The Suzuki Kizashi was not a great car. That said, it certainly wasn’t a bad car – and I don’t think I’ll court controversy by saying that the car, launched nearly in tandem with news that Suzuki was withdrawing from the U.S. market, never really got a fair shake. It was a car that, for a reasonable-ish $27,000, could be had with a manual transmission and all-wheel-drive. That, along with a willing chassis and some “ drivers’ car” marketing, makes for a great story. “I coulda been a contender,” and all that.
There was another marketing pitch for the little Suzuki Kizashi that lives rent-free in my brain, though. It’s the one where Suzuki compares the Kizashi to its racy GSX-R sport bikes and all-conquering, big-bore hyperbike, the Hayabusa, and makes the case that the Kizashi might just be a four-wheeled Suzuki motorcycle that you can strap some child seats into.
Would a simple engine swap be enough to make the Kizashi a sports car for the ages? Let’s find out.
When it launched in 1994, the original Dodge Neon was a different kind of car – and not just because it looked fun and friendly while the outgoing Shadow it replaced was trying very hard to look sporty by the end.
It was different because of its ads, which were simple and non-threatening. The car was kept simple inside, too. A 2.0-liter engine was standard (available in 132 horsepower with a SOHC head or 150 hp with DOHC), and could be had with a 5-speed manual or 3-speed automatic transmission. You could get power front windows, but rear windows were crank-only. What’s more, the cars were genuinely fun to drive in almost any trim level, leading our very own Matthew Guy to label it as one of the best, unheralded performance cars of its day.
Which, I mean, that’s great and all. But what if Chrysler had made a different call with the Neon powertrain? What if we could go back in time again, Sam Beckett-style, and fill the space under the Neon’s hood with the 175 hp turbocharged engine from the Dodge Omni GLH-S, would that car have ended up as an “unheralded” performance car, or one of the all-time classic sport compacts?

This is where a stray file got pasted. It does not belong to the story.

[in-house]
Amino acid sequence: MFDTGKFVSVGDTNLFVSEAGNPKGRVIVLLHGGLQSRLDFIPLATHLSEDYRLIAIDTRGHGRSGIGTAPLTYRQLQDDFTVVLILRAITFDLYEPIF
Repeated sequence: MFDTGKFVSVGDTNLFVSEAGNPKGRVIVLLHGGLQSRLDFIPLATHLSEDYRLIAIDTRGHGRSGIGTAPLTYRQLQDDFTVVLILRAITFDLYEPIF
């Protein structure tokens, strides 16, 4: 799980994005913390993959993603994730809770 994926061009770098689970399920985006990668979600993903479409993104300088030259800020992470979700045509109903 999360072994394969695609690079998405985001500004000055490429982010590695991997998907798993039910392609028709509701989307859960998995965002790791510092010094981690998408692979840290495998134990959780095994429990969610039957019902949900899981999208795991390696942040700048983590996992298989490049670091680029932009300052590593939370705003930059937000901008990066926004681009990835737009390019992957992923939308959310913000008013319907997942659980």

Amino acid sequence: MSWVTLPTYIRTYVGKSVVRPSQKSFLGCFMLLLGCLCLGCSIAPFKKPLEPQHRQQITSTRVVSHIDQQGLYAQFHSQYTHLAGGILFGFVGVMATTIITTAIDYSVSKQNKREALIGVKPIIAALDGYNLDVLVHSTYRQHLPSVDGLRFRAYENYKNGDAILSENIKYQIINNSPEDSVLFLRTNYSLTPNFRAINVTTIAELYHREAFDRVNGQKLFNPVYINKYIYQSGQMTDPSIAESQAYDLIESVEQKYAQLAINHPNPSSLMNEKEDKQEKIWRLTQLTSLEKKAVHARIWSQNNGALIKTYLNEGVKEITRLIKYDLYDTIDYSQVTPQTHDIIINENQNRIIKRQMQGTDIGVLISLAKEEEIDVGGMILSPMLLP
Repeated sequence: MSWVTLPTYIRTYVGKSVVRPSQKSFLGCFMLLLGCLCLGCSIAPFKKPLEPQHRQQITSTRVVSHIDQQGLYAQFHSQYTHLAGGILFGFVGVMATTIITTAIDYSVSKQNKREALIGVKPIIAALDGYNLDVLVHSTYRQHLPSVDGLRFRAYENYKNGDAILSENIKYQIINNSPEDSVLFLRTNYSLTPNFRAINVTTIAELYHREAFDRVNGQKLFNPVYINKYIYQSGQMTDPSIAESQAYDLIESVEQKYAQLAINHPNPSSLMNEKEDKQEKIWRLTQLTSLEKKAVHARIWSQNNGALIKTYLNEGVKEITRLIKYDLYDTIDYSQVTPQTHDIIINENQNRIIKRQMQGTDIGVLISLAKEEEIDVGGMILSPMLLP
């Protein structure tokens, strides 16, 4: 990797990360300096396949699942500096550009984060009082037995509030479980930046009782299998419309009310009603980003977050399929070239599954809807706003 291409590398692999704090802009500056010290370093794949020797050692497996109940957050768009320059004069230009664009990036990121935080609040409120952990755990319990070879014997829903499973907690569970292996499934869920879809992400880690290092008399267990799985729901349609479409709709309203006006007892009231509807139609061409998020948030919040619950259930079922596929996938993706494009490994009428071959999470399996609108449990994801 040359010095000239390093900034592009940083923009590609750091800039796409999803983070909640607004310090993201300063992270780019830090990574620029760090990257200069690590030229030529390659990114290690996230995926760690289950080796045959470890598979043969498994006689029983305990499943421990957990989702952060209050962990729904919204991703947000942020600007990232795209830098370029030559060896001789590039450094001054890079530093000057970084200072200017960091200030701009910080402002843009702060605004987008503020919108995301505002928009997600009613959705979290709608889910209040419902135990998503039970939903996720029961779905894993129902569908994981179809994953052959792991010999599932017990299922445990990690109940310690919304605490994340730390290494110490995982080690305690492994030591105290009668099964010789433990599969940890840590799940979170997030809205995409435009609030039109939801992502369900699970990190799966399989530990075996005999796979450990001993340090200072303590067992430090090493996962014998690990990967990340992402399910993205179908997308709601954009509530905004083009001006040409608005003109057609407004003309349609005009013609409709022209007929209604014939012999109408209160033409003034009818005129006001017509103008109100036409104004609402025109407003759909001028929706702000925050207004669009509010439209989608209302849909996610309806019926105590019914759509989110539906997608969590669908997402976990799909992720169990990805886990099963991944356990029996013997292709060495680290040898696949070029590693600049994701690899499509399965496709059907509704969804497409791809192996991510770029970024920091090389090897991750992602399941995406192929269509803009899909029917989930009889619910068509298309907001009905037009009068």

Let’s talk it through.
To many children of the 1970s and 80s, the Pontiac Fiero is something of a tragic figure. Its mid-engine chassis and clean, sporty lines made performance promises that its 2.5L OHV, 92 horsepower “Iron Duke” could never deliver on. Even later models, with their 140 HP, 2.8L V6 engines were disappointments – albeit lesser ones. Despite continuous improvements, the car was only in production for four years, and ultimately became more sought-after as the basis for a number of ill-conceived Faux-rrari kit cars than for what it was … but it didn’t have to be this way.
Across town, Pontiac’s GM stablemate Oldsmobile had something that could have changed the fate of Pontiac’s Fiero – and maybe the Chevrolet Corvette’s, too – and that’s the subject of this first engine swap fantasy file: the Quad 4.
Aston Martin CEO Andy Palmer isn’t very trusting of his government’s plan to ban all internal combustion vehicles by 2040. The 55-year-old Brit had a few things to say about the UK’s intentions last year, none of them very kind to policy makers.
Since then, it seems he’s grown even more concerned about the legions of old Astons prowling the carriageways of his fair country. With this in mind, the automaker developed a way to “future-proof” emissions-spewing classics and keep them from becoming illicit Red Barchettas sought out by agents of a puritan superstate. You’ll have to hand over your inline-six or V8 first, but don’t worry — you can put it back.
Let’s face it — things get stale. Sliding into the same old heap every day, fiddling with the ignition, trying to get the motor running. Sometimes, just when you think you’ve got the spark… nothing happens. Then you’re left with your hood up, searching through your phone for the right contact.
Enterprise, perhaps, or maybe your local dealer.
That’s the reality for many old car owners. Sometimes, as is expected in our disposable society, a car’s time comes. We build obsolescence into our vehicles — parts dry up, metal gives way to rust, maintenance costs rise, and suddenly, keeping a classic (or “classic”) on the road just isn’t worth it anymore. But there’s always the option of bringing on a new partner to keep those combustion chamber fires burning.
With yourself as one of the points of the triangle, which automotive three-way do you have in mind?
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